House and Senate Committee Organization and Jurisdiction: Considerations Related to Proposed Department of Homeland Security

The creation of a Department of Homeland Security, along the lines proposed by the Administration, would affect the jurisdiction of numerous House and Senate committees. In addition, the expansiveness of the proposal may cause Congress to consider using alternative procedures and structures to review the proposal and to monitor the implementation of such a new department. This report discusses the current legislative jurisdictions of House and Senate committees with responsibility over terrorism, homeland security, and the agencies affected by the proposed new department. It also examines alternative procedures and structures Congress might employ in studying the proposal, such as creating a select committee. Finally, it identifies options for committee organization to monitor a Department of Homeland Security after its creation.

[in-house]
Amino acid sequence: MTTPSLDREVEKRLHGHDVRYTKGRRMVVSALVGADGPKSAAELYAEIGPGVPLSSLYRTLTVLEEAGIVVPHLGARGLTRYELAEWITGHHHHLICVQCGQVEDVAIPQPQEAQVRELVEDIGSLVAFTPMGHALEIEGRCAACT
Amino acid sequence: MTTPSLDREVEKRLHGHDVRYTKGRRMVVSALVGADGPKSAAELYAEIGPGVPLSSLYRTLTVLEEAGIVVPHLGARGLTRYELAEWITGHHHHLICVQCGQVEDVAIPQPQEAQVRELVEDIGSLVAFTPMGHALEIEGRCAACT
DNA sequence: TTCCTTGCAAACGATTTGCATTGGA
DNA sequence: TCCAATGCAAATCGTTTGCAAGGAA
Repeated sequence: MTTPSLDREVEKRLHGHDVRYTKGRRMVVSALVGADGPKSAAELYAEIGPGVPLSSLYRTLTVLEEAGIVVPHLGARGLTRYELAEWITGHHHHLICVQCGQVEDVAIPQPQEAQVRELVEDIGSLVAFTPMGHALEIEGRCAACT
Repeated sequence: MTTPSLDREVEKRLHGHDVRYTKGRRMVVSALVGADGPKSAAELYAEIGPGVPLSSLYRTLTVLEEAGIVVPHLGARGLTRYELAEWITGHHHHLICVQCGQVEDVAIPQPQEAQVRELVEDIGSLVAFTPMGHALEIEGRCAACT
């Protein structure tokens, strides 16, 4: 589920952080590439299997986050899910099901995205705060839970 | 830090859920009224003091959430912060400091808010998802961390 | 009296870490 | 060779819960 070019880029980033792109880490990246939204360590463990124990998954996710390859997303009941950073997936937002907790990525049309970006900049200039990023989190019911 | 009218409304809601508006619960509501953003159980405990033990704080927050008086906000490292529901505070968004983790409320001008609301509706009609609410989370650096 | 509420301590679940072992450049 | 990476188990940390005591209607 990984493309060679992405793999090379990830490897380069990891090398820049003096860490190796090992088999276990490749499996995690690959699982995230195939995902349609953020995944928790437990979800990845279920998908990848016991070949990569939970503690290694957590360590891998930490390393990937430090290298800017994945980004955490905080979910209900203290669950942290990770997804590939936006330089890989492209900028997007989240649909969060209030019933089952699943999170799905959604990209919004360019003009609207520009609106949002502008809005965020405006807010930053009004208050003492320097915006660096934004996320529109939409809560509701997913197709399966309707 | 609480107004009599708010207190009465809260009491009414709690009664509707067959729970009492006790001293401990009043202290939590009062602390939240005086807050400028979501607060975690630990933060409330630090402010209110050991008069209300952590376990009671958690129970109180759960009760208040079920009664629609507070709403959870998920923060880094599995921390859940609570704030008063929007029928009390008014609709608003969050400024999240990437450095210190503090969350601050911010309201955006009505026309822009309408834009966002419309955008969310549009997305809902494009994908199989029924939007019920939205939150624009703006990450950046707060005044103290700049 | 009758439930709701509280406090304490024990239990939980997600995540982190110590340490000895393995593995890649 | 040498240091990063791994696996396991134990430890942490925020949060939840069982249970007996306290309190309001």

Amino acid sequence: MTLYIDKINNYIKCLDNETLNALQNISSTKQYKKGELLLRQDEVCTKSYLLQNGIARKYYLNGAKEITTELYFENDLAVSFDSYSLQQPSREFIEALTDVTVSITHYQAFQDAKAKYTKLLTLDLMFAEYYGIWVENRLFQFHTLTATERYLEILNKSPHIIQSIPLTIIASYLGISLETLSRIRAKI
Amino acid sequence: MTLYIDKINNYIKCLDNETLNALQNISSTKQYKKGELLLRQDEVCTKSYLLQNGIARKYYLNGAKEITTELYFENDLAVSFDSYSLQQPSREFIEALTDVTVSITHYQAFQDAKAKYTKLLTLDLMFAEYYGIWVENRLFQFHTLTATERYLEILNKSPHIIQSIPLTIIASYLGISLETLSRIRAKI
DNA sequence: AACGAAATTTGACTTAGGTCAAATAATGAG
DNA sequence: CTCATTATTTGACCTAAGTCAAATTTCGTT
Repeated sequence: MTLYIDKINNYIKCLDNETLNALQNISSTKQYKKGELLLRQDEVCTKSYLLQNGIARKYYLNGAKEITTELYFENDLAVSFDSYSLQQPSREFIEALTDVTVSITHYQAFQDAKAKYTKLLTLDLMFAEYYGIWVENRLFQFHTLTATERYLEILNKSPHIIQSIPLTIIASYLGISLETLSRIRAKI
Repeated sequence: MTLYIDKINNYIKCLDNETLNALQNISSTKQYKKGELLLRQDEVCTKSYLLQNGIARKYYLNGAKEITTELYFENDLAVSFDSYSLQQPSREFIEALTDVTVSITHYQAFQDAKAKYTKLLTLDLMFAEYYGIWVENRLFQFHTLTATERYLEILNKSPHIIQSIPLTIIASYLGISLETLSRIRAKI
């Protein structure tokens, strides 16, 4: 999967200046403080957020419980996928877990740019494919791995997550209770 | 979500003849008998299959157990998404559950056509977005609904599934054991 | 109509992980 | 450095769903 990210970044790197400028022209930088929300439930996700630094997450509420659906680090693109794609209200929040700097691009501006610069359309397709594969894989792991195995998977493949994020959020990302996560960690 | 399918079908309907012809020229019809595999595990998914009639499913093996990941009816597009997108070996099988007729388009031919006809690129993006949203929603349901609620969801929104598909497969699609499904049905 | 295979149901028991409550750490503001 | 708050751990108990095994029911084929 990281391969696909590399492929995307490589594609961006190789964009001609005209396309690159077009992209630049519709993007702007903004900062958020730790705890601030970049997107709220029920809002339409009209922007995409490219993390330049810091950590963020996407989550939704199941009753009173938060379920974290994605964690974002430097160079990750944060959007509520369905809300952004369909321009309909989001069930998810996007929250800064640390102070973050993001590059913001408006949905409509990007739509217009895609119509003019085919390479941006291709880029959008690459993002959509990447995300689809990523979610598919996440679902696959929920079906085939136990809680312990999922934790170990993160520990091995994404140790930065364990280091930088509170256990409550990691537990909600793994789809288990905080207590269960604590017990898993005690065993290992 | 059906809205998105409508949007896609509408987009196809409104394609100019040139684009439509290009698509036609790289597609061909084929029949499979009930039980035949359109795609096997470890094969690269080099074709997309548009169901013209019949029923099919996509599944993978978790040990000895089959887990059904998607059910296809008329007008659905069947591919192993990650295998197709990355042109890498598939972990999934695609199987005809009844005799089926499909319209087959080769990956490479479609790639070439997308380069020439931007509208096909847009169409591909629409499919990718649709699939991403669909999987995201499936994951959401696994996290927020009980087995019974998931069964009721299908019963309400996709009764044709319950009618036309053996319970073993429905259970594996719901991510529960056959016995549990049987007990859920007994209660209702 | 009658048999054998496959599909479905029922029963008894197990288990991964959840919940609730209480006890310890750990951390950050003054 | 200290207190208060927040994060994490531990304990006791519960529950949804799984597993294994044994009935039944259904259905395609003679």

Order Code RL31449 Report for Congress Received through the CRS Web House and Senate Committee Organization and Jurisdiction: Considerations Related to Proposed Department of Homeland Security June 10, 2002 name redacted Specialist on the Congress Government and Finance Division Congressional Research Service ˜ The Library of Congress House and Senate Committee Organization and Jurisdiction: Considerations Related to Proposed Department of Homeland Security Summary The creation of a Department of Homeland Security, along the lines proposed by the Administration, would affect the jurisdiction of numerous House and Senate committees. In addition, the expansiveness of the proposal may cause Congress to consider using alternative procedures and structures to review the proposal and to monitor the implementation of such a new department. This report discusses the current legislative jurisdictions of House and Senate committees with responsibility over terrorism, homeland security, and the agencies affected by the proposed new department. It also examines alternative procedures and structures Congress might employ in studying the proposal, such as creating a select committee. Finally, it identifies options for committee organization to monitor a Department of Homeland Security after its creation. Contents House and Senate Committee Organization and Jurisdiction: Considerations Related to Proposed Department of Homeland Security1 Determination of Committee Jurisdiction and Referral: Rules and Practice 1 Senate . . . . . . . . . . . . . . . . . . . . . . . . . . . . . . . . . . . . . . . . . . . . . . . . . . . 1 House . . . . . . . . . . . . . . . . . . . . . . . . . . . . . . . . . . . . . . . . . . . . . . . . . . . 2 Committees with Jurisdiction over Homeland Security . . . . . . . . . . . . . . . . 2 To Consider Proposals to Create a Department of Homeland Security: Options for Congressional Organization . . . . . . . . . . . . . . . . . . . . . . . 6 Present system . . . . . . . . . . . . . . . . . . . . . . . . . . . . . . . . . . . . . . . . . . . . 6 Informal Task Force . . . . . . . . . . . . . . . . . . . . . . . . . . . . . . . . . . . . . . . . 7 Specialized subcommittee . . . . . . . . . . . . . . . . . . . . . . . . . . . . . . . . . . . 7 Select committee . . . . . . . . . . . . . . . . . . . . . . . . . . . . . . . . . . . . . . . . . . 7 Ad hoc committee . . . . . . . . . . . . . . . . . . . . . . . . . . . . . . . . . . . . . . . . . 7 Joint committee . . . . . . . . . . . . . . . . . . . . . . . . . . . . . . . . . . . . . . . . . . . 8 Standing committee (new) . . . . . . . . . . . . . . . . . . . . . . . . . . . . . . . . . . . 8 Options for Congressional Organization and for Legislative and Oversight Jurisdiction over a New Cabinet Department of Homeland Security . . 8 Retain current structure . . . . . . . . . . . . . . . . . . . . . . . . . . . . . . . . . . . . . 9 Reorganize entire system . . . . . . . . . . . . . . . . . . . . . . . . . . . . . . . . . . . . 9 Realign committee jurisdiction . . . . . . . . . . . . . . . . . . . . . . . . . . . . . . 10 Change referral system . . . . . . . . . . . . . . . . . . . . . . . . . . . . . . . . . . . . . 10 Create new standing committee over homeland security . . . . . . . . . . . 10 Create select committee over homeland security . . . . . . . . . . . . . . . . . 10 Realign Appropriations Committee’s Subcommittees . . . . . . . . . . . . . 10 Create a joint committee on homeland security . . . . . . . . . . . . . . . . . . 11 List of Tables Table 1. House Committees with Rule X Language and Jurisdiction Over Issues and Agencies Related to Homeland Security . . . . . . . . . . . . . . . . . . . . . . . . . . . . 3 Table 2. Senate Committees With Rule XXV Language and Jurisdiction Over Issues and Agencies Related to Homeland Security . . . . . . . . . . . . . . . . . . . . . . . . . 5 House and Senate Committee Organization and Jurisdiction: Considerations Related to Proposed Department of Homeland Security Decentralization is the most distinctive characteristic of the congressional committee system. Due to the high volume and complexity of its work, Congress divides it legislative, oversight, and internal administrative tasks among numerous standing and select committees. The House and Senate each have their own committees and related rules of procedure, which are similar, but not identical. Within their respective areas of responsibility, committees generally operate rather independently of each other and of their parent chambers. The difficult tasks of aggregating committees’ activities, and of integrating policy in areas where jurisdiction is shared, fall largely to the chambers’ party leadership. Determination of Committee Jurisdiction and Referral: Rules and Practice In considering jurisdiction, a distinction needs to be made between legislative and oversight jurisdiction. The former denotes the authority to report measures to the full chamber; the latter, to review or investigate. Although oversight jurisdiction may be the product of a specific legislative enactment, it also accrues when committees accept responsibilities for broad topical areas. Hence, there are more likely to be broader and more frequent overlaps in oversight jurisdiction than in legislative jurisdiction. Legislative jurisdiction, however, has occasioned the majority of open conflicts between committees. Senate. Senate Rule XXV generally identifies broad issues handled by each standing committee, although not all issues within a committee’s purview are specified. Further, these jurisdictional descriptions do not explicitly identify each committee’s jurisdiction over particular measures, or over (1) executive branch departments and agencies, (2) particular offices within these departments and agencies, or (3) programs operated by these departments and agencies. A committee’s jurisdiction over an executive department or agency generally is implied by its jurisdiction over the issues the department or agency handles. Measures introduced in the Senate, or passed by the House and sent to the Senate, are referred to Senate committees in accordance with Rule XXV jurisdiction and with precedents established by prior referrals. Formal agreements between committees reached over time can supplement Rule XXV, and are regarded by the Parliamentarian as setting precedent for future referrals. An ad hoc agreement may be made to govern the consideration of a particular measure, but such an agreement is not binding on future referrals. CRS-2 Under Senate Rule XVII, each measure is referred to a single committee based on the “subject matter which predominates” in the legislation. Predominance is usually determined by the extent to which a measure deals with a subject. However, there are exceptions; notably, a measure containing revenue provisions is likely to be referred to the Finance Committee, even when the subject does not predominate. Senate Rule XVII further allows a measure to be referred to multiple committees for consideration. The Senate typically makes multiple referrals by unanimous consent after negotiations among interested parties. A measure may also be multiply referred by joint motion of the majority and minority leaders or their designees; however, this motion has never been used. House. Paramount in determining committee jurisdiction in the House is House Rule X. The formal provisions of the rule are supplemented by an intricate series of precedents and formal and informal agreements governing the referral of legislation. In general, based on precedent, once a measure has been referred to a given committee, it remains within the jurisdiction of that committee. If the measure is enacted into law, amendments to the law are presumed to be within the originating committee’s jurisdiction. Bills that are more comprehensive than the measure they amend or supersede are presumed to be within the jurisdiction of the committee reporting the more comprehensive measure. Written agreements, drafted among committees to stipulate their understanding of jurisdictional boundaries, have been used in recent years. If legislation is considered on the House floor, such agreements are traditionally inserted into the Congressional Record. House parliamentarians, in advising the Speaker, have generally considered themselves bound by such an agreement when it is supported by all the committees concerned and when the House, usually by unanimous consent, has given its assent to the agreement. In 1974, with the adoption of the Committee Reform Amendments, the House authorized the Speaker to refer measures to more than one committee, in a joint, split, or sequential manner. In 1995, with the rules changes adopted in the 104th Congress, the Speaker’s authority to multiply refer measures was changed. The Speaker no longer could refer measures jointly; he was authorized instead to designate a primary committee. Split and sequential referrals were still allowed. Further, the Speaker could impose time limitations on any committee receiving a referral. Committees with Jurisdiction over Homeland Security The following tables identify House and Senate committee jurisdiction over homeland security issues. Included is language from the official chamber rules, notation of issues often cited as relating to homeland security whether or not they are included in the scope of the new department, and designation of jurisdiction over agencies proposed by the President for transfer to a new Department on Homeland Security. Although extensive, these tables are intended to be representative, rather than comprehensive. CRS-3 Table 1. House Committees with Rule X Language and Jurisdiction Over Issues and Agencies Related to Homeland Security Agriculture Animal and Plant Health Inspection Service; Plum Island Animal Disease Center; Food Safety and Inspection Service Appropriations “appropriation of the revenue for the support of the Government” Armed Services “Department of Defense, generally...”; “military applications of nuclear energy”; “national security aspects of merchant marine...”; “strategic and critical materials necessary for the common defense” Energy and Commerce “biomedical research and development”; “public health...” bioterrorism; public health and environment; national pharmaceutical stockpile; all aspects of energy, including nuclear energy; telecommunications; Nuclear Regulatory Commission Financial Services “...defense production...” Government Reform “Overall economy, efficiency, and management of government operations and activities...”; “Reorganization in the executive branch of government” House Administration oversight over physical security, information security, and emergency preparedness for the House and Capitol complex Intelligence Central Intelligence Agency; intelligence and intelligence related activities of all agencies and departments; organization of government at it relates to intelligence CRS-4 Table 1. House Committees with Rule X Language and Jurisdiction Over Issues and Agencies Related to Homeland Security International Relations “relations of the United States with foreign nations generally” Department of State; international security; non-proliferation and disarmament; international crime Judiciary “...mutiny, espionage...”; “subversive activities affecting the internal security of the United States” Immigration and Naturalization Service; Federal Bureau of Investigation ; Drug Enforcement Agency; Secret Service; Bureau of Alcohol, Tobacco, and Firearms; Border Patrol Resources National Park Service; dams; public lands; water and power Science non-defense federal scientific research and development; FEMA (shared); National Institute of Science and Technology (NIST); DOE laboratories; DOE science activities Transportation and Infrastructure “Coast Guard...”; “federal management of emergencies...” FEMA (shared); Transportation Security Administration; Federal Aviation Administration; Federal Highway Administration Veterans Affairs backup medical provider to Department of Defense Ways and Means trade, including trade aspects of the Customs Service CRS-5 Table 2. Senate Committees With Rule XXV Language and Jurisdiction Over Issues and Agencies Related to Homeland Security Agriculture Animal and Plant Health Inspection Service; Plum Island Animal Disease Center Appropriations “appropriation of the revenue for the support of the Government” Armed Services “Department of Defense”; “national security aspects of nuclear energy”; “military research and development”; “strategic and critical materials necessary for the common defense” Banking, Finance and Urban Affairs “...defense production” Commerce, Science, and Transportation “Coast Guard...”; “highway safety”; “...consumer products...including testing related to toxic substances”; telecommunications; federal research and development Energy and Natural Resources “energy policy”; DOE national laboratories; national parks; public lands Environment and Public Works “environmental effects of toxic substances”; “public buildings and grounds” Foreign Relations “national security”; “treaties...”; “diplomatic service”; “relations of U.S. with foreign nations” Finance trade Governmental Affairs “organization and reorganization of the executive branch” Health, Education, Labor, and Pensions “public health” Intelligence Central Intelligence Agency CRS-6 Table 2. Senate Committees With Rule XXV Language and Jurisdiction Over Issues and Agencies Related to Homeland Security Judiciary “...espionage...” Secret Service; Immigration and Naturalization Service; Border Patrol; computer security Rules and Administration oversight over physical security, information security, and emergency preparedness for the Senate and Capitol complex Veterans Affairs backup medical provider to the Department of Defense To Consider Proposals to Create a Department of Homeland Security: Options for Congressional Organization Dispersed responsibility over specific topics of public policy has identifiable benefits and costs. When several committees in both chambers can claim some share of responsibility for a policy area, competition for legislative and oversight prominence serves to spur committee activity among all the panels asserting jurisdiction. House and Senate rules encourage such competition, especially in the area of oversight, by granting specified committees oversight jurisdiction that is far broader than their legislative authority. Such grants of power may encourage overlapping efforts among committees and may guarantee that a specified policy area is not ignored by congressional committees. Dispersed policy responsibility, conversely, may also inhibit the development of a comprehensive policy. When no single committee can claim exclusive legislative jurisdiction over a specific subject, it may be difficult or impossible to enact comprehensive legislation. This section addresses ways the Congress could organize itself to consider the proposal to create a Department of Homeland Security. Present system. Congress could decide to make no alteration to its established procedures or to the established roles and jurisdictions of its current committees. It could be argued that dispersed congressional authority over this broad subject assures that many different perspectives will be brought to bear on congressional action in this area. The House committee with jurisdiction over executive organization, the Committee on Government Reform, would presumably receive the primary referral of legislation to create a new Cabinet department. In the CRS-7 Senate, the Governmental Affairs Committee has predominant jurisdiction and has already reported related legislation on the subject.1 Informal Task Force. Task forces are normally used when committee jurisdiction is divided among several panels, or when partisan intensity appears likely to delay or prevent committee action. Task forces have no independent staffing resources nor do they have institutional powers granted to committees. However, task forces are able to work quickly because they can work informally. Party leaders or party caucuses typically create such task forces. In appropriate circumstances, bipartisan or bicameral task forces could be created, but task forces typically have been single-party and single-chamber organizations. If a task force were to be created to review the proposal to create a Cabinet department, questions would exist about it. For example, would the task force have the authority to draft and report legislation? Would it be bipartisan? Bicameral? Would its work product need to be reviewed by one or more established committees with the authority to report legislation? Specialized subcommittee. The House and Senate have occasionally made use of special subcommittees with augmented authority to handle specific issues on a short-term basis. Although such subcommittees would have expanded authority, they still must operate as part of their parent committees. They lack the perceived authority that comes with being a stand-alone committee. Select committee. The House and Senate have long made use of select committees to review policies that do not fit neatly into the jurisdictions of any single House or Senate committee. However, it is rare for select committees to be granted legislative jurisdiction. The Senate most recently created a Select Committee on Y2K and the House created a Select Committee on U.S. National Security and Military/Commercial Concerns with the People’s Republic of China. Both panels were created by resolution with a fixed termination date. With the exception of the House and Senate Intelligence Committees, Congress has been reluctant in recent years to establish permanently authorized select committees. If a select committee with legislative jurisdiction were to be established, issues exist whether the chamber creating it would give the select committee exclusive jurisdiction to work on the proposal, or whether the new panel would share jurisdiction with standing committees. Alternatively, a select committee could be established to study an issue and to submit its findings to the appropriate legislative committees of its parent chamber for further action. Ad hoc committee. House rules permit the Speaker to appoint an ad hoc committee to coordinate legislation on specified subjects. Typically, the House 1 The measures to create the Departments of Transportation, Veterans Affairs, Education, HHS, and HUD, all were referred to the House Committee on Government Reform and the Senate Committee on Governmental Affairs. The measure to create the Department of Energy was jointly referred to the Committee on Government Reform and the Committee on Post Office and Civil Service, a panel abolished in 1995; its jurisdiction was absorbed by the Committee on Government Reform. CRS-8 establishes such an ad hoc committee by resolution, and draws committee members largely from the House standing committees having legislative jurisdiction over a subject area. Such ad hoc committees typically review legislation reported from standing committees before such bills are considered by the House. This allows the ad hoc committee to enforce some degree of policy coherence on a subject that falls within the jurisdiction of a number of House panels. The House used such ad hoc committees twice in the 1970s, the Ad Hoc Committee on the Outer Continental Shelf and the Ad Hoc Committee on Energy. The Senate has never established an ad hoc panel, but nothing in its rules would prohibit it from doing so. Joint committee. The House and Senate could agree, typically by concurrent resolution or bill, to establish a joint committee. Joint committees typically are named to study or coordinate policy review. Only one joint committee in recent years has been granted legislative jurisdiction, the Joint Committee on Atomic Energy, 1947-1977. Joint committees have the advantage of establishing one focal point within Congress on a specific subject area. However, unless legislative jurisdiction were granted to a joint committee, its ability to streamline legislative action would likely be minimal. Alternatively, the House and Senate could establish their own individual select committees, which could conduct joint hearings or other activities. 2 Standing committee (new). Either or both chambers could create a new standing committee with legislative jurisdiction over the proposal. Such an action would require a change in chamber rules and possibly a realignment of existing legislative jurisdictions among the standing committees. Congress has historically found it difficult to reapportion committee jurisdictions, especially in the middle of a Congress or in the midst of intense policy concern. The committee might not absorb jurisdiction from existing committees, but could comprise members from relevant committees. Options for Congressional Organization and for Legislative and Oversight Jurisdiction over a New Cabinet Department of Homeland Security If a new department is created, regardless of how the proposal was handled to establish the new department, Congress might still need to address the issue of which House and Senate committees would have legislative and oversight responsibility over its activities. Several outside groups have recently provided recommendations on the appropriate organization of House and Senate committees over issues related to terrorism and homeland security. 2 In the absence of formal action by either chamber, House and Senate standing committees could be encouraged by chamber leaders to conduct studies and hold hearings jointly in the interest of efficiency. CRS-9 The National Commission on Terrorism (“Bremer Commission”) recommended congressional reform and found that “Congress should develop a mechanism for reviewing the President’s counterterrorism policy and budget as a whole....”3 The Center for Strategic and International Studies Working Group on Homeland Defense stated, “The objective would be for each legislative body to have only one authorization and one appropriations committee for cyber threats, [chemical, biological, radiological, and nuclear] terrorism, and critical infrastructure protection.”4 The U.S. Commission on National Security/21st Century (“Hart-Rudman Commission”) recommended that Congress “form a special select committee for homeland security to provide congressional support and oversight...”5 The Advisory Panel to Assess the Domestic Response Capabilities for Terrorism Involving Weapons of Mass Destruction (“Gilmore Commission”) stated, “We recommend the establishment of a Special Committee for Combating Terrorismeither a joint committee between the Houses or a separate committee in each Houseto address authority and funding, and to provide Congressional oversight, for Federal programs and authority for combating terrorism.”6 Retain current structure. Congress could decide that the current system is sufficient to monitor the work of the new department. No changes would be made in either jurisdiction or referral procedures. The programs, activities, and units of the Department of Energy, for example, are within the jurisdiction of more than one committee in each chamber. Retaining the current committee structure in either or both chambers could create jurisdiction struggles among committees claiming to be the primary (House) or predominant (Senate) committee. Reorganize entire system. Either or both chambers could undertake an extensive reorganization of the committee system. Both chambers have done so in recent years, although in varying degrees. The Joint Committee on the Organization of Congress in the 103rd Congress considered numerous options for such a 3 National Commission on Terrorism. Countering the Changing Threat of International Terrorism: Report of the National Committee on Terrorism. 105th Cong., 2nd sess., [http://www.terrorism.com/documents/bremercommission/index.shtml]. 4 Center for Strategic and International Studies Working Group Reports on Homeland Defense, Combating Chemical, Biological, Radiological, and Nuclear Terrorism: A Comprehensive Strategy. [http://www.csis.org/homeland/reports/defendamer21stexec summ.pdf]. 5 U.S. Commission on National Security/21st Century, Road Map for National Security: Imperative for Change. 2001., p., ix. 6 Advisory Panel to Assess the Domestic Response Capabilities for Terrorism Involving Weapons of Mass Destruction, Second Annual Report: Toward a National Strategy for Combating Terrorism. CRS-10 reorganization. 7 Either chamber could reorganize without the approval of the other. One option would be for a parallel committee structure between the chambers. 8 Realign committee jurisdiction. Within the existing system, either or both chambers could choose to realign their committee jurisdictions within the existing structure. This would entail changing chamber rules. Past experience indicates that Members generally have been loathe to overhaul the committee system, especially in the middle of a Congress. However, rules changes are traditionally adopted at the beginning of a new Congress, and changes could be drafted after the adjournment of the 107th Congress and included in the package of rules changes voted on at the convening of the108th Congress. Change referral system. Both chambers generally refer measures to a single committee, by determining primary jurisdiction in the House and predominant jurisdiction in the Senate. In the House, sequential referrals do occur. In the House especially, joint, simultaneous referrals were allowed until 1995. Changing the referral system could enable all interested committees to maintain legislative and oversight jurisdiction. For example, the Speaker of the House, who has the authority to impose time limits on referrals, could be required to impose them on all committees involved in a multiple referral. In addition, for legislation on homeland security, the House could allow joint referrals. In the Senate, which generally requires unanimous consent for multiple referral absent a formal agreement, the party leadership could invoke its authority to make joint referrals. Create new standing committee over homeland security. A new standing committee could be created in either or both chambers. Such a panel could have legislative responsibility over all aspects of a new Department of Homeland Security. Questions regarding whether the new committee would absorb jurisdiction from existing panels or overlap with them would need to be decided. Would special oversight authority be granted to a new committee? Creating a new standing committee would require a change in chamber rules. Create select committee over homeland security. Members in both the House and Senate have introduced resolutions to create select committees. In the House, Representative J.C. Watts (R-OK), introduced H.Res. 52, which states that Congress “should establish a panel to examine the adequacy of its committee structure to deal with issues related to domestic terrorism and to consider the creation of more effective structures, including a Select Committee on Domestic Terrorism.” Senator Pat Roberts (R-KS), introduced S. Res. 165 to create a Select Committee on Homeland Security and Terrorism, with the panel having “primary and preeminent” jurisdiction over homeland security and terrorism. 7 Joint Committee on the Organization of Congress, Background Materials: Supplemental Information Provided to Members of the Joint Committee on the Organization of Congress. 103rd Cong., 1st sess. pp, 608-788. 8 Such a restructuring would enable the chambers to also address other committee jurisdiction and organization issues. For example, reports have indicated the possibility of re-creating a House Committee on Merchant Marine and Fisheries. CRS-11 Select committees generally are not granted legislative jurisdiction. If such a new panel were created, would it have legislative authority? If so, would other committees receive sequential referrals of their legislative product? If such a select committee were created without legislative jurisdiction, its finding and recommendations would need to be transferred to a standing committee. Realign Appropriations Committee’s Subcommittees. The only panels in Congress with closely parallel structures are the House and Senate Appropriations Committees. Each could create a 14th subcommittee on homeland defense, which would have responsibility over the funding for the new department and the entities transferred to it. This subcommittee could be created irrespective of any legislative or oversight jurisdictional changes. Create a joint committee on homeland security. The House and Senate could create a joint committee to oversee the work of a new department. However, only one joint committee in the last half-century has been granted legislative jurisdiction. 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